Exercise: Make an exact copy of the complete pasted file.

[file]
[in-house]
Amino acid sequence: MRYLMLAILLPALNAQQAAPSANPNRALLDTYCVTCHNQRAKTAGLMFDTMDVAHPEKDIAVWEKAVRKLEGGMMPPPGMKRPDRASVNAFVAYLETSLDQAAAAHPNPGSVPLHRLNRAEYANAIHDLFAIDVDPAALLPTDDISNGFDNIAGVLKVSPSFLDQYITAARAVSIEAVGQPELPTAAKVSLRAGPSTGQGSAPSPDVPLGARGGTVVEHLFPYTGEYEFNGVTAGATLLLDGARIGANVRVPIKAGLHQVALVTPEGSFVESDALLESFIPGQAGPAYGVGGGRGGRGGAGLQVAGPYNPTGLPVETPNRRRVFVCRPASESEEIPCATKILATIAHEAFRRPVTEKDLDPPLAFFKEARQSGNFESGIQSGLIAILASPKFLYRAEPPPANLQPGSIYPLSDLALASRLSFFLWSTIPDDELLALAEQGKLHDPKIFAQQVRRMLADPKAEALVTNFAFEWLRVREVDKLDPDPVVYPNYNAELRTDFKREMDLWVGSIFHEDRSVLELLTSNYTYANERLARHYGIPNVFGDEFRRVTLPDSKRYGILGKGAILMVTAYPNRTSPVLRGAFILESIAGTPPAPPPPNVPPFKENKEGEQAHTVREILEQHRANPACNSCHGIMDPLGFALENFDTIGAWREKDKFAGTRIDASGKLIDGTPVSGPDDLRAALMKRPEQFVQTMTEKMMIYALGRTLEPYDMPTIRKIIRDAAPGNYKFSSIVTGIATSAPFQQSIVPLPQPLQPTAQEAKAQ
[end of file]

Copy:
[in-house]
Amino acid sequence: MRYLMLAILLPALNAQQAAPSANPNRALLDTYCVTCHNQRAKTAGLMFDTMDVAHPEKDIAVWEKAVRKLEGGMMPPPGMKRPDRASVNAFVAYLETSLDQAAAAHPNPGSVPLHRLNRAEYANAIHDLFAIDVDPAALLPTDDISNGFDNIAGVLKVSPSFLDQYITAARAVSIEAVGQPELPTAAKVSLRAGPSTGQGSAPSPDVPLGARGGTVVEHLFPYTGEYEFNGVTAGATLLLDGARIGANVRVPIKAGLHQVALVTPEGSFVESDALLESFIPGQAGPAYGVGGGRGGRGGAGLQVAGPYNPTGLPVETPNRRRVFVCRPASESEEIPCATKILATIAHEAFRRPVTEKDLDPPLAFFKEARQSGNFESGIQSGLIAILASPKFLYRAEPPPANLQPGSIYPLSDLALASRLSFFLWSTIPDDELLALAEQGKLHDPKIFAQQVRRMLADPKAEALVTNFAFEWLRVREVDKLDPDPVVYPNYNAELRTDFKREMDLWVGSIFHEDRSVLELLTSNYTYANERLARHYGIPNVFGDEFRRVTLPDSKRYGILGKGAILMVTAYPNRTSPVLRGAFILESIAGTPPAPPPPNVPPFKENKEGEQAHTVREILEQHRANPACNSCHGIMDPLGFALENFDTIGAWREKDKFAGTRIDASGKLIDGTPVSGPDDLRAALMKRPEQFVQTMTEKMMIYALGRTLEPYDMPTIRKIIRDAAPGNYKFSSIVTGIATSAPFQQSIVPLPQPLQPTAQEAKAQ